Steve photoessayed the move. He with hundreds of other history 
buffs watched a gigantic mobile gantry enclose the house, lift it off 
of its foundation stones, and crawl it around to the new spot in the 
park. Convent Av was closed to traffic for the move, which Steve said 
took a couple days. He did not see it in its final site since then. 
    We detoured the students to see the house. First we stopped at the 
old site, now vacant with only the foundation stones and, curiously, 
the statue. Then we walked over to the Steinman patio to inspect the 
new location. The kids were impressed by the sight, looking like a 
colonial residence surrounded by wooded land.
At City College
    Like in previous years the fair was staged in Great Hall of the 
College's Shepard Hall and the fair office, with breakfast and lunch 
were in a newer academic center across Convent Avenue. We herded the 
students into Shepard Hall to muster them in and get them to their 
exhibit tables. They had plenty of time to set up their exhibits, it 
being then only about 09:15 and judging didn't begin until 11:00. 
    Mr Harvey, Steve, and I went across the street for the breakfast 
and briefing. There were about 350 judges filling the whole faculty 
dining room. All were wolfing down plates heaped with hot and cold 
food and going back for seconds. I took a second helping of some items 
and wrapped a few muffins to munch on later.
    The briefing was, ahem, brief with sketchy instructions about the 
judging process. The main point was to gauge the exhibit by several 
categories, listed on the scoring sheets. SInce i worked the Fair for 
several years, i knew what was meant, if it was not clara mente 
stated. Same with Steve and Mr Harvey. 
Project assignments 
    We were asked to shift to tables labeled with our judging 
categories. Since many judges were given two or more categories, they 
had to pick a principal one and sit at its table. We found later that 
this made the judges miss projects from their other topics!
    Fair crew dropped on each table a package of papers, explained by 
the barker by microphone. The package had project scoring sheets and 
descriptions for each topic, one per table, which we should divvy up 
among those at the table. There were in my pack for 'Earth and 
planetary science' three copies for each of six projects. But there 
were only four of us at the table! 
    An agent explained that each project has to be visited three ties, 
once for each copy of the scoring sheet, so please make sure each 
person at the table has a full set of different projects. Well, 
(6project ) * (3 copies) / (4 judges) is not an integer. We divided 
the sheets into 4 or 5 per judge. Each project would be visited by 3 
judges but not the SAME 4 judges. 
    We asked about projects for other categories, like in my case 
Engineering. the crew said that we're stuck with only the projects for 
the table we're sitting at. There are judges already at the 
engineering table. 
    Judging is form 11:00 to 14:00. Then there is a public viewing of 
the exhibits from 14:00 thru 16:00. Students must remain at their 
booths thru the public visits, but may take a break to get a boxed 
lunch from a room near Great Hall. 
    Judges turn in their score sheet at a nearby room in Shepard Hall 
and then go to the faculty hall for lunch. After that they may go 
home. We three had to stay until 4 o'clock to shepherd the high school 
and yeshiva kids back to Brooklyn. 
The judging
    We three nailed one of Steve's students to mind our coats and 
bags. We slided them under his table and left them there until we went 
home. The weather was warm enough to walk around outdoors without the 
jackets. For taking pictures, I carried my camera in my pocket. 
    Each judge made the rounds of his projects as they were open to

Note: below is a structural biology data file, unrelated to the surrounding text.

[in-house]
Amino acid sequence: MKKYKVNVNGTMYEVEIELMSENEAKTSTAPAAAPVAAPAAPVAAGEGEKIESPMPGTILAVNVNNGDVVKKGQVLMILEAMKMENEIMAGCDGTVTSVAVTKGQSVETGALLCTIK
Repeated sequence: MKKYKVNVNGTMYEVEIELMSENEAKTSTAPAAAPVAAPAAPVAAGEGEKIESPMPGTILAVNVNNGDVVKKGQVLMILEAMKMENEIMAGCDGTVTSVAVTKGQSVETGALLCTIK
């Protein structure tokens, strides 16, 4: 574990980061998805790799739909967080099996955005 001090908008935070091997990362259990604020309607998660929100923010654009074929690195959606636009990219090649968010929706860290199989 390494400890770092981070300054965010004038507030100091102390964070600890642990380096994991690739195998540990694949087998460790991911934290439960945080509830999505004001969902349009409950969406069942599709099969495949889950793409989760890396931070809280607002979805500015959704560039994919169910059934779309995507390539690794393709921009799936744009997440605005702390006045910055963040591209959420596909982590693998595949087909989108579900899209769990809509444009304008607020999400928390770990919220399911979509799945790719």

receive him. If a project was occupied by a judge, we skipped it to 
come back later. There was no prescribed order to circulate among the 
projects. So long as all of the exhibits assigned to us were visited 
and scored we id well.
    We did not have to combine or compare score after the judging. In 
certain prior fairs, the judges for a given category assembled in a 
work room and did up a combined score for their projects. this time we 
each handed in our individual sheets. 
    Because the projects were assigned at the last moment before 
judging, at the tables in the faculty dining room, there was no prior 
screening for conflict of interest. The barker advised us to pass up a 
project we personally helped with by exchanging it for an other one 
from an other judge. In my case there was no concern because i did not 
assist any project this year. 
    Along with the project material, we got stickers for each judge. 
We affixed one each to our score sheets so the score and judge can be 
correlated by the Fair office. By this procedure the student had no 
inkling of who will judge him, only that he better be on hand for 
three visits. After the third visit he may go out for lunch. 
The exhibits
    Apparently there were far fewer exhibits this year due to stricter 
qualifications. Only students who did lab or project work were 
admitted. This excluded most high school freshmen and sophomores, 
Example of 'project work' is an Intel application. This is the 
nationwide science compo that was formerly run by Westinghouse. 
    I guess there were 500 booths in Great hall, assayed by the fill 
factor of the tables and the width of aisles between them.
    There seemed to be looser rules for the exhibits. The boards were 
of far more varied size, some with headsigns. SOme exhibits had props, 
usually a gross no-no in prior years. Lettering and signs were more 
erratic in quality from scrawled crayon to neat computer typography. 
    Offsetting this seeming decline of exhibit quality was the greatly 
enhanced caliber of the students. at all of my projects the students 
showed excellent knowledge of their work, answered questions fully and 
carefully, even corrected me when I made a 'mistake' in understanding 
the work. 
    All of my projects related to terrestrial science with nothing for 
other planets. There were astronomy projects elsewhere on the floor, 
mostly for the Physics category. 
Time flow
    For our table of earth and Planetary Science, we had too few